My point was that if one calculates Qc one does not have to determine W from the graph: it is always the case that W = |Qh|-|Qc|.

AM

Last edited: Aug 4, 2014
9. Aug 4, 2014

### rude man

That nonetheless is the basis of thermodynamic analysis - approximating actual processes with reversible ones. And I believe that is what was intended in the problem.

10. Aug 4, 2014

### Staff: Mentor

Hi guys,

Probably I'm missing something. Doesn't the problem statement say "through the reversible cycle abca."

Chet

11. Aug 4, 2014

### rude man

You never miss a thing, Chet!

If it weren't reversible you couldn't calculate efficiency, do you agree? I mean, integratig δQ over the segments assumes reversibilty via

δQ = C_V dT + p dV or δQ = C_P dT + V dp, right?

12. Aug 4, 2014

### Andrew Mason

In order to determine efficiency, you only need to assume that the work done is ∫PdV. This can be achieved by non-reversible heat flow.

AM

13. Aug 4, 2014

### Staff: Mentor

If the process were not reversible, the temperature and pressure within the cylinder would not be uniform.

Chet

14. Aug 4, 2014

### rude man

That's what I was thinking - the thermodynamic coordinates would not be defined during the process so δQ could not be computed since Q is not a state function. Sound right?

.

15. Aug 4, 2014

### Andrew Mason

It depends on how fast the changes occur. They can be pretty fast in a gas and still be practically reversible. For example, sound waves are modelled as a series of reversible adiabatic compressions and expansions, and they can occur very quickly.

AM

16. Aug 5, 2014

### Staff: Mentor

Sure, but in the case of sound waves, the pressure and the temperature are not spatially uniform. And they are viscously dissipated as they travel. The equations being used in our problem (involving T and p) assume that T and p are spatially uniform.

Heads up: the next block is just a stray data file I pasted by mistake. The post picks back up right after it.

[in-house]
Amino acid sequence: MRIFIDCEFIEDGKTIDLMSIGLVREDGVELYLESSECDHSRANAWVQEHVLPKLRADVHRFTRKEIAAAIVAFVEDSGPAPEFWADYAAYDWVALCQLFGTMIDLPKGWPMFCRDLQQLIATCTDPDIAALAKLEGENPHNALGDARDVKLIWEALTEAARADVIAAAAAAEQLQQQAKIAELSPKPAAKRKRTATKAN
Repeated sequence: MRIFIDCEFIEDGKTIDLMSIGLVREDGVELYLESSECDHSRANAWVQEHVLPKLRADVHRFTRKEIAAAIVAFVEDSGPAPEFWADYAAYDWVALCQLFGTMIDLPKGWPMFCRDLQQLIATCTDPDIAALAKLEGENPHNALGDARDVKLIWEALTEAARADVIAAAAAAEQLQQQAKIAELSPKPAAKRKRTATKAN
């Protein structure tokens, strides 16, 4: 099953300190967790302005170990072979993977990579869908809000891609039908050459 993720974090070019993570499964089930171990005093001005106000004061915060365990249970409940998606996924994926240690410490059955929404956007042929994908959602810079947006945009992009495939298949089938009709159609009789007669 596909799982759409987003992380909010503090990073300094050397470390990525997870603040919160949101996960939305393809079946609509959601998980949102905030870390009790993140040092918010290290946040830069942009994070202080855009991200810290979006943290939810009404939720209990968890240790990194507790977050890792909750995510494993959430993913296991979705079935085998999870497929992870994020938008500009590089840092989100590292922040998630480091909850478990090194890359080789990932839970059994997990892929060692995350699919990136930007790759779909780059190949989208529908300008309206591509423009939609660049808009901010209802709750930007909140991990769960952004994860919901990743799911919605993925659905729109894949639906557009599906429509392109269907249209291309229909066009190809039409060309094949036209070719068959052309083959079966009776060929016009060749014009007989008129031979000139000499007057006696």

Getting back to the problem at hand, I'm having trouble understanding what you are saying. Are you saying that:
1. It doesn't matter whether the process is reversible or irreversible; the efficiency is the same either way.
2. The process they described is definitely irreversible and we can calculate the efficiency from the information given (assuming, say, that p is the force per unit area at the piston).
3. The process they described is irreversible, but we can't calculate the efficiency from the information given.

Chet

17. Aug 5, 2014

### Andrew Mason

The point is that temperature and pressure changes in a gas occur very rapidly so you do not have to have a truly reversible process in order to apply the assumptions that T and P are essentially uniform.
No. I am just saying that in this problem you don't need to assume that it is reversible. In this problem as long as the work output = ∫PdV, which does not require a reversible process, the efficiency will be the same whether the heat flow occurs reversibly or not. All efficiency depends on is Qh and Qc. η=1-Qc/Qh

For example, whether heat flows into the gas from a-b reversibly or not (it hard to conceive of how a constant volume heat absorption being reversible) is irrelevant. We are only interested in the amount of heat flow into the gas. Similarly, from b-c, it does not matter whether there is a finite temperature difference between the system and surroundings during that process. We are only interested in how much heat flow occurs. Similarly from c-a.

I guess I am saying that it is difficult to understand, in any kind of reasonable model, how a-b and c-a could be made reversible AND that we don't need the assumption of reversibility in order to answer the problem.
Definitely not.

AM

18. Aug 5, 2014

### Staff: Mentor

Really? I think I could do it. a-b is just heating the gas at constant volume, using a sequence of constant-temperature reservoirs. c-a is a little more difficult, but, I'm confident I could figure out how.

Chet

19. Aug 5, 2014

### rude man

Why isn't c-a realizable the same way: by using a sequence of constant-temperature reservoirs, of course in descending temperature, so as to maintain constant pressure pb.

E.g. an upright cylinder with piston on top of mass m and area A, within a controlled pressure ambient of around 80,000P so that the piston can maintain the lower pressure of pb = nRTb/Vb = 2 x 8.34 x 820/0.16 = 85,485P: 80,000P + mg/A = 85,485P.

20. Aug 5, 2014

### Staff: Mentor

Well, the way I would do it is, as you suggested, use a sequence of constant temperature reservoirs, but, such that the absolute temperatures vary linearly with the cylinder volume:

T = 51+(820-51)*(V-0.01)/(0.16-0.01)

This would guarantee that the pressure remains constant along c-a.

Chet